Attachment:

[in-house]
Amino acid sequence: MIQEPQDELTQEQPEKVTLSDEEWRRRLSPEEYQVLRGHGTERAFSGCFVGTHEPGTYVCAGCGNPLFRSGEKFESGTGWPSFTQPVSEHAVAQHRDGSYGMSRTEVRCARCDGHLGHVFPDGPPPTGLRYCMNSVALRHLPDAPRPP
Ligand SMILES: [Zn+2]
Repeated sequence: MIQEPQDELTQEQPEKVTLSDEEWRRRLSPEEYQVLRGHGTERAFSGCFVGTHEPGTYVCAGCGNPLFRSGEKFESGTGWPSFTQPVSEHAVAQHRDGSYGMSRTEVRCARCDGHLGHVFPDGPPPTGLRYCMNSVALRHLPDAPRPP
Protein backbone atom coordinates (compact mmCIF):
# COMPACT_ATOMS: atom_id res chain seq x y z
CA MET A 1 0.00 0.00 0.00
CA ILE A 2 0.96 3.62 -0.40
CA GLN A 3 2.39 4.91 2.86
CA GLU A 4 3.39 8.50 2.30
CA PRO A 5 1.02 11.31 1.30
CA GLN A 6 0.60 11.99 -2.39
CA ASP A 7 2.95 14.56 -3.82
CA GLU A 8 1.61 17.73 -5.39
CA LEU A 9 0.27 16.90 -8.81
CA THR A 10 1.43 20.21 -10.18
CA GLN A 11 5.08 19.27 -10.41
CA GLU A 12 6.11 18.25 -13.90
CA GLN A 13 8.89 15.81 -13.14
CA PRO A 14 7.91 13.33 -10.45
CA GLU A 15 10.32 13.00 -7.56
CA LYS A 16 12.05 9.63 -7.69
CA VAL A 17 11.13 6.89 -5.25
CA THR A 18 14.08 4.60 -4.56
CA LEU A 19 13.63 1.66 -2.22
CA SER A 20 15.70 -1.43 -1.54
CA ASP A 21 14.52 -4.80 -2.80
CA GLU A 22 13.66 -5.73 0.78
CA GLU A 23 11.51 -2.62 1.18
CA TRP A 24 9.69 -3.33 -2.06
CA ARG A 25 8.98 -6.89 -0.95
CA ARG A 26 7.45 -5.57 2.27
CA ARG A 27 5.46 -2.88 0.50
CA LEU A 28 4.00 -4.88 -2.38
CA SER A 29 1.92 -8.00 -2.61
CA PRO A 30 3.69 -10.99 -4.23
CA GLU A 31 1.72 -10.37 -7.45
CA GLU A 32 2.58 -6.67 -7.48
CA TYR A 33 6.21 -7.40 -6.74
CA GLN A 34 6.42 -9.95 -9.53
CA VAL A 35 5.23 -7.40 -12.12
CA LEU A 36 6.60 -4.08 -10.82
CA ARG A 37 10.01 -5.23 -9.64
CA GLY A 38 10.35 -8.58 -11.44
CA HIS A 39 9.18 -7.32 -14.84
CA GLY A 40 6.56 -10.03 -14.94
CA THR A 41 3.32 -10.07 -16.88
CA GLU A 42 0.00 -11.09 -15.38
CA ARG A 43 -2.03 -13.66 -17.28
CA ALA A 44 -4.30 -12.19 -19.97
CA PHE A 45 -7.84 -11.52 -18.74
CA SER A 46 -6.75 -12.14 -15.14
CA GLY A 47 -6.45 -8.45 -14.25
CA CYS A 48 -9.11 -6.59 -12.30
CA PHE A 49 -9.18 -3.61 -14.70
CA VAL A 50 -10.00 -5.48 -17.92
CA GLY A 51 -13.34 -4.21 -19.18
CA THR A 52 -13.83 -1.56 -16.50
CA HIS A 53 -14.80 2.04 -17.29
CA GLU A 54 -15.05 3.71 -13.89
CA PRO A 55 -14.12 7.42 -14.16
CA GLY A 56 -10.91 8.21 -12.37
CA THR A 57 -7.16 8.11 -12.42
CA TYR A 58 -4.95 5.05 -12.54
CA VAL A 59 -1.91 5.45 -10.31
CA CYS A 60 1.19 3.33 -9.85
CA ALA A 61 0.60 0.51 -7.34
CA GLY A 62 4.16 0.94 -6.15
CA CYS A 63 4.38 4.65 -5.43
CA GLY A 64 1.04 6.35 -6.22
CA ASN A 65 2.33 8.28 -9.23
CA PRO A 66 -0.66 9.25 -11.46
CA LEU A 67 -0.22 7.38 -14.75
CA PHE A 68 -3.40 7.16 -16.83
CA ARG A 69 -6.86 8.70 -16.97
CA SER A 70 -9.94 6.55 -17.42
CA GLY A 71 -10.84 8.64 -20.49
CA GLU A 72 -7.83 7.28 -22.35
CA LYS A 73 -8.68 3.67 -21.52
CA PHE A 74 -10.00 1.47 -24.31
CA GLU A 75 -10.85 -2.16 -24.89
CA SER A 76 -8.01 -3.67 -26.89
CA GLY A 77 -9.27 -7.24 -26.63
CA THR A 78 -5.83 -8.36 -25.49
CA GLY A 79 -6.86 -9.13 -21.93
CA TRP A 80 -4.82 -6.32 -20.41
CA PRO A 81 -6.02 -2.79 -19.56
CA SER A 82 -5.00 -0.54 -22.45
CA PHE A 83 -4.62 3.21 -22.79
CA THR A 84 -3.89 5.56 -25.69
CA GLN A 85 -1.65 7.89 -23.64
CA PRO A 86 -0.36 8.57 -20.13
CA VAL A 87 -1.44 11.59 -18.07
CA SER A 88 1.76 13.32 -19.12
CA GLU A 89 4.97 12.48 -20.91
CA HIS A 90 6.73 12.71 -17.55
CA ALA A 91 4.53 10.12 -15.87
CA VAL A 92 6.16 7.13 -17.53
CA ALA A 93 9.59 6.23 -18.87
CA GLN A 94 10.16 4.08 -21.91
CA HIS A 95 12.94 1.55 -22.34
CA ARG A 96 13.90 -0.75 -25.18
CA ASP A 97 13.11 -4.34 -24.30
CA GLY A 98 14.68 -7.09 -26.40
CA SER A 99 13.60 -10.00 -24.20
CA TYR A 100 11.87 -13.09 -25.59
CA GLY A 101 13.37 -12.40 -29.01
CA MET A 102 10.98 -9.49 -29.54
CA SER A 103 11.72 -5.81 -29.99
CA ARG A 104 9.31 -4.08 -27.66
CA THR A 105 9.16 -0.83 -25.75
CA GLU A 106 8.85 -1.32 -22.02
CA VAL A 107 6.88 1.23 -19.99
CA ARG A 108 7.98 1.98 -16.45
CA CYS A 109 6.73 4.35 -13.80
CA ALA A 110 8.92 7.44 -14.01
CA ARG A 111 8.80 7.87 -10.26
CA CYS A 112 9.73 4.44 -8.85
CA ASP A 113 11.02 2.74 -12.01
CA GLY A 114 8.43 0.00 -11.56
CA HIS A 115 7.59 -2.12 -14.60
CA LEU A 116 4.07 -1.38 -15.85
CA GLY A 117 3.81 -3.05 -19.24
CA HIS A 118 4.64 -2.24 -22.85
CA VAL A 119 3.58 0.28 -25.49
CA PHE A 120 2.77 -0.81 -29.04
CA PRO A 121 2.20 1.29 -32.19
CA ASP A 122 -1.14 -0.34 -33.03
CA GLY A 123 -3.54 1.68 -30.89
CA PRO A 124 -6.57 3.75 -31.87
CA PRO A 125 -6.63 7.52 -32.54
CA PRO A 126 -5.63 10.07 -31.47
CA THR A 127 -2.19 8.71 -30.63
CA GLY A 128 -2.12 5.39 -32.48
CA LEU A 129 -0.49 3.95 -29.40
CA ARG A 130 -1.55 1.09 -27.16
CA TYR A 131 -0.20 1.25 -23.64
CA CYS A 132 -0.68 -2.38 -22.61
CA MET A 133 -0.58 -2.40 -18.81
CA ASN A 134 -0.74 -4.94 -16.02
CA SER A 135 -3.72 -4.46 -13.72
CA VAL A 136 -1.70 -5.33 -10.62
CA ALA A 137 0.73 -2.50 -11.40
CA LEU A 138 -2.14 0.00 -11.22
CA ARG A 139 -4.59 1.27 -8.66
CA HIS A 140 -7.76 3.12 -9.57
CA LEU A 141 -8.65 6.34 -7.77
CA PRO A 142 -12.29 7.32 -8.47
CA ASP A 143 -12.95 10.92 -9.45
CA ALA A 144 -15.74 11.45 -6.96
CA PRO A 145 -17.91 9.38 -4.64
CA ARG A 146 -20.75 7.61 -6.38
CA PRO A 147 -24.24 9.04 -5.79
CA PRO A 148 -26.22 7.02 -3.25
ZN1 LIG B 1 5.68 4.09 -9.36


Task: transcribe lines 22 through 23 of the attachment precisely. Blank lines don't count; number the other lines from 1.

CA LYS A 16 12.05 9.63 -7.69
CA VAL A 17 11.13 6.89 -5.25